In this study, we compared the image artifacts and the lesion conspicuity of the two sequences. The results showed that the HASTE sequence was superior to the BLADE sequence in these two aspects. It indicated that high acquisition speed was the greatest advantage in gastric MR imaging. Although BLADE uses multiple strategies to decrease image artifacts, such as the Periodically Rotated Overlapping Parallel Lines with Enhanced Reconstruction (PROPELLER) technique to rotate and overlap data acquisition, diaphragmatic navigation, and respiratory gating, it was still beat by HASTE sequence in restraining artifacts. To be noted, our in-house optimization of HASTE sequence parameters significantly contributed to compensate for the low SNR. Especially in PET/MR imaging, PET and MR images are synchronously collected, and PET data must be collected in the free breathing state. Correspondingly, if the MR sequence (like the HASTE) is also collected under free breathing, it might improve the fusion of PET and MR images. Therefore, HASTE is a promising sequence to play an important role in the diagnosis and staging of gastric cancer using PET/MR.

This study revealed that PET/CT, PET/T1W and PET/T2W-HASTE showed similar results in the degree of image fusion but significantly different results in image artifacts: T2W-HASTE had the largest number of artifacts of the three image types. T2W-HASTE has relatively longer acquisition time (about 50 s) compared to T1W-VIBE-DIXON (about 20 s) and CT (about 5 s), so it is more vulnerable to diaphragmatic motion, stomach peristalsis and cardiovascular pulsation. Despite these results artifacts, T2W-HASTE still shows the highest score in terms of lesion conspicuity because of its high spatial resolution and good tissue contrast. As a result, the PET/MR protocol including a T2W-HASTE sequence can more comprehensively provide the characteristic information of the lesion than PET/CT (PET/MR vs PET/CT = 13 vs 5). This characteristic information included gastric wall stratification, nodular exudation of gastric wall and crater shape of the lesion, which was critical in the determination of location and staging of gastric cancer.

Limitations of the present pilot study were the small number of patients and the different timelines used in the PET imaging sessions with PET/MRI being performed on average 20 min following the PET/CT imaging. We will address these limitations in future studies with a larger number of participants and randomized scanning order between the PET/MRI and PET/CT imaging.


By optimizing the scanning parameters of T2W-HASTE sequence, we achieved high spatial resolution while maintaining high scanning speed and high soft tissue resolution. Moreover, performing the scans in a breath-free state has advantages for the fusion of the PET images. Although the T2W-HASTE images had more artifacts in the quality comparisons of the PET/CT and PET/MRI images, T2W-HASTE images do not affect the degree of image fusion and provide more details regarding local stomach lesions. PET/MRI with the T2W-HASTE technique holds promise in diagnosing and staging gastric cancer.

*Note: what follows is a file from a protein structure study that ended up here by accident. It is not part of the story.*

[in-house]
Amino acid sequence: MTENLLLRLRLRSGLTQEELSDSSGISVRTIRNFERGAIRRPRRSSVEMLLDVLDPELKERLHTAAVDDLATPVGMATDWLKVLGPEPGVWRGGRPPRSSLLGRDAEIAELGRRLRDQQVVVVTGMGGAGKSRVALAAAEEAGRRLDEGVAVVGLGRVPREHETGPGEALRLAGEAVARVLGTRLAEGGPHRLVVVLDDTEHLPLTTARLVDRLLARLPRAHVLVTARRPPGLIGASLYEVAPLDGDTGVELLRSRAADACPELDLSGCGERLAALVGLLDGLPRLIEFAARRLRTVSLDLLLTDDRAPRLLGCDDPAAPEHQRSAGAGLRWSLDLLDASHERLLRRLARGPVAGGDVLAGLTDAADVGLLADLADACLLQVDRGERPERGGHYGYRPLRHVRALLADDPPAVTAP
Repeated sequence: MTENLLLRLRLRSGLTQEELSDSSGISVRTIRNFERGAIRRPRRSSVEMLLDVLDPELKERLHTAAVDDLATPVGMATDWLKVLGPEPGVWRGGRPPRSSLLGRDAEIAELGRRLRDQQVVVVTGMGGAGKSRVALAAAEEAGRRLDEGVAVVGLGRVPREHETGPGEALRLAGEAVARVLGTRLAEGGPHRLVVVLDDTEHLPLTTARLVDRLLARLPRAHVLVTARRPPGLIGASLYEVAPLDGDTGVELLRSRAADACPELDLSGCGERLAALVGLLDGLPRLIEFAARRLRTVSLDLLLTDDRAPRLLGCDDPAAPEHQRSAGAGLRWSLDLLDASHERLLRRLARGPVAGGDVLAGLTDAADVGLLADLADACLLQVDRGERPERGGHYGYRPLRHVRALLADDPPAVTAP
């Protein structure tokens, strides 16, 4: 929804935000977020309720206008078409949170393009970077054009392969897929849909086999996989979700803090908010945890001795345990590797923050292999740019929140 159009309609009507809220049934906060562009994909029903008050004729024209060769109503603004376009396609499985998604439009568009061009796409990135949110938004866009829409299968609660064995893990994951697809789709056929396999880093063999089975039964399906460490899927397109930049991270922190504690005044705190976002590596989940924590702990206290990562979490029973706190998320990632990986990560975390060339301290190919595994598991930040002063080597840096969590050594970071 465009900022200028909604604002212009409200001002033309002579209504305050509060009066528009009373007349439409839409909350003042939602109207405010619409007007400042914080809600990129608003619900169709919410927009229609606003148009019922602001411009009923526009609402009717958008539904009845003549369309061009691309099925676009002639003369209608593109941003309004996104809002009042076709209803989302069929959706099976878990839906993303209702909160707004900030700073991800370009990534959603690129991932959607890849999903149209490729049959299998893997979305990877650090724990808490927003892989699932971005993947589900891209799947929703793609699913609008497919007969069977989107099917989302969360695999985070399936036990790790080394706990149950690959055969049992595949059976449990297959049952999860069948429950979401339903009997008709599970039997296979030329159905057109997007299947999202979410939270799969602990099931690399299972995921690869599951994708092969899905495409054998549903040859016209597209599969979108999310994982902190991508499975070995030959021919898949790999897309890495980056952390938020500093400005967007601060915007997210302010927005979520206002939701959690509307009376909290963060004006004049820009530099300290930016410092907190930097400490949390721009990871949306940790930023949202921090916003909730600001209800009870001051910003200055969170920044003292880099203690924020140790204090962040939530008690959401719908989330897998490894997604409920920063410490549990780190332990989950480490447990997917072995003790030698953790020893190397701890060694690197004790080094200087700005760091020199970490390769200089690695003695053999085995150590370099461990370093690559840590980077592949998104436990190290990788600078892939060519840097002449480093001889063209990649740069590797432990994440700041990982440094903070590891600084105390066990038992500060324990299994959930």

Availability of data and materials

The datasets used and/or analyzed during the current study are available from the corresponding author on reasonable request.





Positron-emission tomography


Magnetic resonance


Computerized tomography


Half-Fourier acquisition single-shot turbo spin-echo


Radio Frequency


Signal-to-noise ratio


Relaxation time


Echo time


Number of excitations


Field of view


Volumetric interpolated breath-hold examination


Diffusion-weighted imaging


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The authors thank Dr. Qi Wu for his valuable manuscript editing assistance.


This research did not receive any specific grant from funding agencies in the public, commercial, or not-for-profit sectors.

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Dong Zheng and Yi Liu contributed equally to this study. The following are the authors’ contributions: ZD, YL, BXX and JHT conceived of the present idea. JHT and BXX supervised the project. ZD, YL and JJL acquired, analyzed and interpreted the patient data. ZD, YL, ML and HS were major contributors in writing the manuscript. JJL and KL gave technical support and conceptual advice. All authors read and revised the manuscript critically, approving the final manuscript.

Corresponding authors

Correspondence to Baixuan Xu or Jiahe Tian.

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This study was approved by the Regional Ethical Review Board in Chinese People’s Liberation Army General Hospital, and participation required written informed consent from each patient.

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The authors declare that they have no competing interests.

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Zheng, D., Liu, Y., Liu, J. et al. Improving MR sequence of 18F-FDG PET/MR for diagnosing and staging gastric Cancer: a comparison study to 18F-FDG PET/CT. Cancer Imaging 20, 39 (2020).

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  • BLADE and gastric cancer